Engineering and Architecture
Alexandre Fabregat Tomàs
Nanoscience, Materials and Chemical Engineering
Rheological study of droplet formation in biofluids
Liquid droplet formation is relevant to several applications where the deposition of a controlled volume of fluid on a specific location is required. Different techniques can be employed to form a droplet and piezo-type Drop-on-Demand is one of the most recent. This method consists in creating a pressure wave within a micro-capillary channel full of liquid with an orifice at one end with a typical diameter of 20 to 50 μm. Piezoelectric wall actuators generate a pressure wave which acts against the fluid viscosity and surface tension. A ligament of liquid is ejected from the orifice and subsequently breaks into droplets.
It is well known that droplet formation is influenced by both the physical properties of the ejected fluid (surface tension, viscosity and density) and the flow conditions characterized by a length l and a velocity u scales. The amplitude of the pulse applied on the fluid also influences the jetting by modifying the fluid velocity of the droplet outside the microdispencer. From dimensional analysis, the Reynolds number Re, which represent the ratio of the inertia to viscous force, the Weber number We, which represent the ratio of the inertia to surface tension force, and the Ohnesorge number Oh = We/Re, which represents the ratio of viscous to surface tension forces and which is independent of the droplet velocity, have been found to control the droplet formation process. Theoretical studies indicate that stable droplet formation can occur for La > 2 where La = 1/Oh is the Laplace number defined as the inverse of the Ohnesorge number. Computational and experimental study about the DOD drop formation also showed that a printable fluid should obey 1 < La < 10. The lowest value of Z is governed by the dissipation of the pressure wave by the viscosity of the fluid whereas the higher limit is determined by the fact that the fluid forms satellites droplet instead of a unique droplet. These studies of drop-on-demand jetting have only considered Newtonian fluids, however, it has been established that viscoelasticity can strongly influence droplet velocity and droplet volume. Fluid linear viscosity can be represented in term of a complex viscosity η* = (G’ + iG’’)/ω where G’ is the elastic modulus and G’’ is the loss modulus. Previous work has shown that drop-on-demand dispensed fluids can be characterised using G’ and G’’ data, however, the short relaxation times involved with drop-on-demand fluids require special experimental techniques to be adopted.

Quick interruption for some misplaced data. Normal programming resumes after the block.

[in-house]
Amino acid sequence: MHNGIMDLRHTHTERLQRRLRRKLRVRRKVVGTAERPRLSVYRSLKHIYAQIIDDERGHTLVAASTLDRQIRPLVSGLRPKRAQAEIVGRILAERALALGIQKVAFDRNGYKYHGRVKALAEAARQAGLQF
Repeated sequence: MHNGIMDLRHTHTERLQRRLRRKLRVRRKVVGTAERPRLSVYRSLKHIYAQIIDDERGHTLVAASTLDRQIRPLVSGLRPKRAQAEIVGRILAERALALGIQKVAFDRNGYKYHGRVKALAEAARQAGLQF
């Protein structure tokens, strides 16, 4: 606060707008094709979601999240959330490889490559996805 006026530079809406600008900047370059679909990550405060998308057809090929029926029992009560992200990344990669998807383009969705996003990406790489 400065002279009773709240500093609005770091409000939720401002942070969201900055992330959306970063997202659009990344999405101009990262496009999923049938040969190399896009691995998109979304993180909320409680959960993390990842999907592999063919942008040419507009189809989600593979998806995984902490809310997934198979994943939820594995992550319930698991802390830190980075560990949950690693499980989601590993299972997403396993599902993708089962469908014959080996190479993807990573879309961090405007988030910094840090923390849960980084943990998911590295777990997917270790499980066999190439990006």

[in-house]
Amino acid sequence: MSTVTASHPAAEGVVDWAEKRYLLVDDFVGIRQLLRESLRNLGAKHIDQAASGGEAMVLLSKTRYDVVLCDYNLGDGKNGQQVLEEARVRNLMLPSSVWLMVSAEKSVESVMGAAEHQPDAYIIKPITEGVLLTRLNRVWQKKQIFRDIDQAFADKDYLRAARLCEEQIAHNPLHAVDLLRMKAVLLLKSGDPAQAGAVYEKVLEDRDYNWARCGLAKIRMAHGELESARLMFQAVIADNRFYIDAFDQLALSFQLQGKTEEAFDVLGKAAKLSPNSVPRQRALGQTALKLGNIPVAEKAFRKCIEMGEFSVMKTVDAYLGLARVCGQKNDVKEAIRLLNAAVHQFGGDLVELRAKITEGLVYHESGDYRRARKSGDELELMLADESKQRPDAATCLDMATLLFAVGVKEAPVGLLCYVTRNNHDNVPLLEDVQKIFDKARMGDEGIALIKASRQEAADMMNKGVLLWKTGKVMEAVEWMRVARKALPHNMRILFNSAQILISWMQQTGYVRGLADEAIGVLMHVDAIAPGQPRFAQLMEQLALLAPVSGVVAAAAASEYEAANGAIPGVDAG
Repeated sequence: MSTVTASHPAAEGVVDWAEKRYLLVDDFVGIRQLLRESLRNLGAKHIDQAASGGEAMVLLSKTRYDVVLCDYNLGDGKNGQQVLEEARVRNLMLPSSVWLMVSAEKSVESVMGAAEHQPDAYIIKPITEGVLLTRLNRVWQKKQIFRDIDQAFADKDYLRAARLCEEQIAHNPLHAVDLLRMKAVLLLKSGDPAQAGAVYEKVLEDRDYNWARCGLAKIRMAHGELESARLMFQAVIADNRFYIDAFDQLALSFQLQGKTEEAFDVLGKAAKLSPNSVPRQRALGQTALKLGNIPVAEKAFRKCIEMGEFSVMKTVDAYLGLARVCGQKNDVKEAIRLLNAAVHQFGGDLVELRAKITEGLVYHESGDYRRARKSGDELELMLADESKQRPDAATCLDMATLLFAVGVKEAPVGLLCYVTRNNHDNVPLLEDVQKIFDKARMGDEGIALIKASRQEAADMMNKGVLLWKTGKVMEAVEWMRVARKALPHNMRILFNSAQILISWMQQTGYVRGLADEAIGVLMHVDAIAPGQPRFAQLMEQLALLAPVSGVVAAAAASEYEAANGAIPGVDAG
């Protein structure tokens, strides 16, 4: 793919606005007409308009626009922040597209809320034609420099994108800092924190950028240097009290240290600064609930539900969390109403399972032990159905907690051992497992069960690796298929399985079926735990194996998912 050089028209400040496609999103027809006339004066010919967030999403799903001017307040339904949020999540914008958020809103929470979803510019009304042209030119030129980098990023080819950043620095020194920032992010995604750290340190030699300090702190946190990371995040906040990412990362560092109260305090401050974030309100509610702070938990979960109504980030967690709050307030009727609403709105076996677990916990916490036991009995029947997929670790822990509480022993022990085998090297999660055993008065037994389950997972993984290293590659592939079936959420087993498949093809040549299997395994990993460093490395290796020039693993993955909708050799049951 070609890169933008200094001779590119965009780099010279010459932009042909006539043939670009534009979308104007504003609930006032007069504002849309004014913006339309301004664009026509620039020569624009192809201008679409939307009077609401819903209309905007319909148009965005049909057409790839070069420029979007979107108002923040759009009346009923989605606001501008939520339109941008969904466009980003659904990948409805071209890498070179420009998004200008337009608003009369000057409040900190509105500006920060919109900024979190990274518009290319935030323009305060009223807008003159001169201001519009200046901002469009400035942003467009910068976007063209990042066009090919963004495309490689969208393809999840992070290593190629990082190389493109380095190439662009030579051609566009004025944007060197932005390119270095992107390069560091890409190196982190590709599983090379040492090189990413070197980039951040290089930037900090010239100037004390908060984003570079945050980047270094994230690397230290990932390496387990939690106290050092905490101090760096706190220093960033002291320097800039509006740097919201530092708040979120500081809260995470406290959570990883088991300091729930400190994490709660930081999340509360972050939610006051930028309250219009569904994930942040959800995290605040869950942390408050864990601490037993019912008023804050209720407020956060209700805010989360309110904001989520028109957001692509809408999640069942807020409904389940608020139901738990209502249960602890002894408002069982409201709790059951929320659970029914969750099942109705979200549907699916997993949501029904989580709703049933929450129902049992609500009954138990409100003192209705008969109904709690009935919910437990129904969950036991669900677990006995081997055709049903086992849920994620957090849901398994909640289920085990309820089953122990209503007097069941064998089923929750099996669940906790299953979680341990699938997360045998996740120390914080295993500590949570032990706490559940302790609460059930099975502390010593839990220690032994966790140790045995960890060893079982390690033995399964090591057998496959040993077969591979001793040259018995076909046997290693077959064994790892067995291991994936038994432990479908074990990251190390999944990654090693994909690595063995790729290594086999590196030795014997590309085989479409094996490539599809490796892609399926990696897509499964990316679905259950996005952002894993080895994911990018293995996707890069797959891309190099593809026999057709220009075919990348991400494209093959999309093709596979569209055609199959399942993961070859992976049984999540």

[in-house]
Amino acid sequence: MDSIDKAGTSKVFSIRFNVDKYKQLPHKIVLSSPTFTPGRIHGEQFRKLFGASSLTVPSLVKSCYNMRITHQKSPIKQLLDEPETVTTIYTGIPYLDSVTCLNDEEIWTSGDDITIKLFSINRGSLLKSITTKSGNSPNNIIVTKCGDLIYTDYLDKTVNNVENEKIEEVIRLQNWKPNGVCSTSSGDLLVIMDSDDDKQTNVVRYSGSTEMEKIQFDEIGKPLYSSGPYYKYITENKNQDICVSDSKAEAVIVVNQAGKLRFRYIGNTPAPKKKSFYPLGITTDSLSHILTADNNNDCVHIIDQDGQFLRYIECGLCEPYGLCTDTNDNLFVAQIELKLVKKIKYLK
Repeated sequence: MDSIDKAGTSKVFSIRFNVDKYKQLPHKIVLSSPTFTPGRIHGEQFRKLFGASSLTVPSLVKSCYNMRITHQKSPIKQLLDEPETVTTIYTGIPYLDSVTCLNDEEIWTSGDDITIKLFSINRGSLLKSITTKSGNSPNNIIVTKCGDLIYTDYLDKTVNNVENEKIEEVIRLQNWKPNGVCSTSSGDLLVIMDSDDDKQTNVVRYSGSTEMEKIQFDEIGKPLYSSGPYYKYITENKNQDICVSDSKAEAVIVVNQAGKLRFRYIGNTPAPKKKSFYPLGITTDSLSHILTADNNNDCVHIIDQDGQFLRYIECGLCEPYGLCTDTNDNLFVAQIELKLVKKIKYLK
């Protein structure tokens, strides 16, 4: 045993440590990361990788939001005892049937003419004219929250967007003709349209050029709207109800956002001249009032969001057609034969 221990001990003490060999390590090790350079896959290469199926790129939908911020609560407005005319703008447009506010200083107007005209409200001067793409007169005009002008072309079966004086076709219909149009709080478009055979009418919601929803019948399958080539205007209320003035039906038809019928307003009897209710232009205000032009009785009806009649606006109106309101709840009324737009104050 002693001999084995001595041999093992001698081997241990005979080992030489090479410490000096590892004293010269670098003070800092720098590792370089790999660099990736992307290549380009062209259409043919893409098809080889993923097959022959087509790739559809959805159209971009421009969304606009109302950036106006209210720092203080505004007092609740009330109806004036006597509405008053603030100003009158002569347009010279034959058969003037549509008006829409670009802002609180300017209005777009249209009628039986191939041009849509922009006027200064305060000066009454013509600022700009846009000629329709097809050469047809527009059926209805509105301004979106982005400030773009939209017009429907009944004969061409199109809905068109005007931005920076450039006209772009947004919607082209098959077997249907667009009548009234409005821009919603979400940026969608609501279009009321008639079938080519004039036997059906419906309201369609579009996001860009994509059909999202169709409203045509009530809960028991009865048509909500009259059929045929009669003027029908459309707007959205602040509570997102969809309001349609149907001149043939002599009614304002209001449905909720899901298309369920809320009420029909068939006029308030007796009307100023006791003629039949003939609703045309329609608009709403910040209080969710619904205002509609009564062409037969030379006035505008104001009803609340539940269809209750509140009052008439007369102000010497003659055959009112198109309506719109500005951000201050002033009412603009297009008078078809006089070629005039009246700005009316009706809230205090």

In this thesis we aim at studying the way linear and nonlinear viscoelastic properties of the fluids affect the filament breakdown and droplet formation mechanism. Toward this end, we need to perform two measurements:
First, we need to identify the rheological properties of the fluid examined than we need to observe how this fluid behave when is doped with particles/proteins and is dispensed true a drop-on-demand microdispenser. For this purpose, we need to test the micro-dispensing behaviour of the fluid previously characterised with the rheological test.
Ethics: This project does not involve ethical aspects.
Workplace location: Campus Sescelades, Tarragona
37.5 hours a week
15 March 2021
|This project has received funding from the European Union's Horizon 2020 research and innovation programme under the Marie Skłodowska-Curie grant agreement No. 945413|